- The Washington Times - Monday, August 14, 2006

‘Illiberal liberals’

“When the editors of the Carrollton Record, a student-run conservative newspaper at Johns Hopkins University, published a story about how tuition dollars had paid for pornography, they were hoping for a controversy that would spark an increase in readership. On May 17, the day after they distributed the issue, all of the copies in the dormitories had in fact been picked up — but not because fellow students had taken them; they had, instead, been seized by the university administration. …

“Conservative student journalists are all too familiar with having their work stolen, and sometimes destroyed, by illiberal liberals. What makes this case different, however, is that it directly involves administration officials. It wasn’t a bunch of hippie wannabes wearing Che T-shirts preventing distribution of the issue — it was professional education bureaucrats. …

“The story criticized the university for allocating tuition dollars to the Diverse Sexuality and Gender Alliance (DSAGA), which hosted transgendered porn director Chi Chi LaRue as a campus speaker this past spring. LaRue delivered a provocative speech and distributed free pornographic DVDs.”

—John McCormack, writing on “‘Dirty, Gorgeous’ Full-Throated Unfairness,” Thursday in National Review Online at www.nationalreview.com

Still breathing

“I noticed the other day that mass murderer Richard Ramirez, known as the ‘Night Stalker,’ had his death sentence upheld in California.

“That doesn’t mean a lot in California, which seems very reluctant to put to death even the most sadistic and brutal murderers.

“I remember the Ramirez case well. I was running the news department of the Los Angeles Herald Examiner when he was killing 13 people in a spree that terrified half the state. …

“But it still surprised me that this bloody savage is still breathing oxygen 21 years after he was caught. This monster is long overdue for the big dirt nap, don’t you think?”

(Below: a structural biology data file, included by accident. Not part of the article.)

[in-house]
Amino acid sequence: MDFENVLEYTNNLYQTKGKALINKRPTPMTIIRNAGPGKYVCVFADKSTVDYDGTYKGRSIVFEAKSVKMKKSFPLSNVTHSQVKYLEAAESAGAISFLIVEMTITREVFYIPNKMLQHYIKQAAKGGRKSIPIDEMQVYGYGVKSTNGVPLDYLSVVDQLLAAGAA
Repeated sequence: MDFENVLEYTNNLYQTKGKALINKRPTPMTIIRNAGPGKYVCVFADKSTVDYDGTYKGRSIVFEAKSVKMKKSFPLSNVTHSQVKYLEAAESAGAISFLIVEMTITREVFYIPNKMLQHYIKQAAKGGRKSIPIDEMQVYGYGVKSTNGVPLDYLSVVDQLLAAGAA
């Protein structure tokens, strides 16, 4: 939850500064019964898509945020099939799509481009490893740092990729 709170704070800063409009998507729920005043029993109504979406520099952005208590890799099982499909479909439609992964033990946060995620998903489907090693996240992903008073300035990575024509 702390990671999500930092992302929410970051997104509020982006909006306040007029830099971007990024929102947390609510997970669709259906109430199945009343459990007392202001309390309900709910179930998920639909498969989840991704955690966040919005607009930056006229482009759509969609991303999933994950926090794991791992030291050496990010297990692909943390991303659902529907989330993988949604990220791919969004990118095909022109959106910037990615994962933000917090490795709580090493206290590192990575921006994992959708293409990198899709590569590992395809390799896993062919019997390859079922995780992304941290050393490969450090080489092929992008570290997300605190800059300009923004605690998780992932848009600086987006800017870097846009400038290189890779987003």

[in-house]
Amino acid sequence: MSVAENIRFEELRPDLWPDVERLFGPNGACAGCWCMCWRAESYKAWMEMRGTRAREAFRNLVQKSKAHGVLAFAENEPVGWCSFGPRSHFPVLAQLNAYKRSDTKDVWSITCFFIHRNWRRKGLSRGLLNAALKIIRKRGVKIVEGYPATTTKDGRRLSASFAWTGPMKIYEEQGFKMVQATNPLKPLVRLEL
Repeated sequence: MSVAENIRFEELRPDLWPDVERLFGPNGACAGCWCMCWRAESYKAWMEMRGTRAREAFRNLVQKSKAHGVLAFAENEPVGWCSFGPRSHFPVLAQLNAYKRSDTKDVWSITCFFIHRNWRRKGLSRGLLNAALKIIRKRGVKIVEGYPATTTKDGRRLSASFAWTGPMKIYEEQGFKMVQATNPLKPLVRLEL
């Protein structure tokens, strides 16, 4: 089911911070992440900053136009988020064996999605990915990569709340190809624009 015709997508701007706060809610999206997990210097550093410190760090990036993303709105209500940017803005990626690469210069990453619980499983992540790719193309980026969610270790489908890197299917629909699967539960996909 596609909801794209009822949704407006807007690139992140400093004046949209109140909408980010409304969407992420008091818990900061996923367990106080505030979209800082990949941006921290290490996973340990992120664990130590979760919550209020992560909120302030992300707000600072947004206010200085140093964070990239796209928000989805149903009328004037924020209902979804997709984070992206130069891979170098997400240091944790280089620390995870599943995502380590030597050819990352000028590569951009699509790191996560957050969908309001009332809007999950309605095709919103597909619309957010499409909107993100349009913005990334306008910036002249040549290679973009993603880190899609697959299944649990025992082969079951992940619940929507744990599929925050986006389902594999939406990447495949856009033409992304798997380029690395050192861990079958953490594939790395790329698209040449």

—Joseph Farah, writing on “Our reluctance to punish evil,” Thursday in WorldNetDaily at www.worldnetdaily.com

Your lying eyes

“There’s an old joke about a Southern preacher who’s asked by a skeptical congregant if he really believes in infant baptism. ‘Believe in it?’ the preacher replies. ‘Why, I’ve seen it done!’ I thought of the preacher when I heard the latest in photojournalism’s long line of mini-scandals, this one involving a Lebanese freelancer named Adnan Hajj who was working in Beirut. … When the forgeries were pointed out, the agency pulled the pictures, dismissed the photographer, and issued a statement asserting that such fakery had no place in the news business.

“It may not, but that doesn’t mean it doesn’t happen regularly. [Aug. 8], the AP got caught sending out a crudely — and nonsensically — altered photo of an Alaskan oil pipeline worker; last month, the Charlotte Observer fired a photographer for changing the color of the sky in a picture of a firefighter; the same week, the Spanish-language edition of the Miami Herald acknowledged that a picture of prostitutes in Havana had been cobbled together from two different shots; in 2003 the Los Angeles Times sacked a photographer for combining two pictures from Iraq, taken moments apart, into one. …

“Needless to say, news photographers shouldn’t doctor photographs any more than reporters should make up quotes.”

—Jim Lewis, writing on “Don’t Believe What You See in the Papers,” Thursday in Slate at www.slate.com

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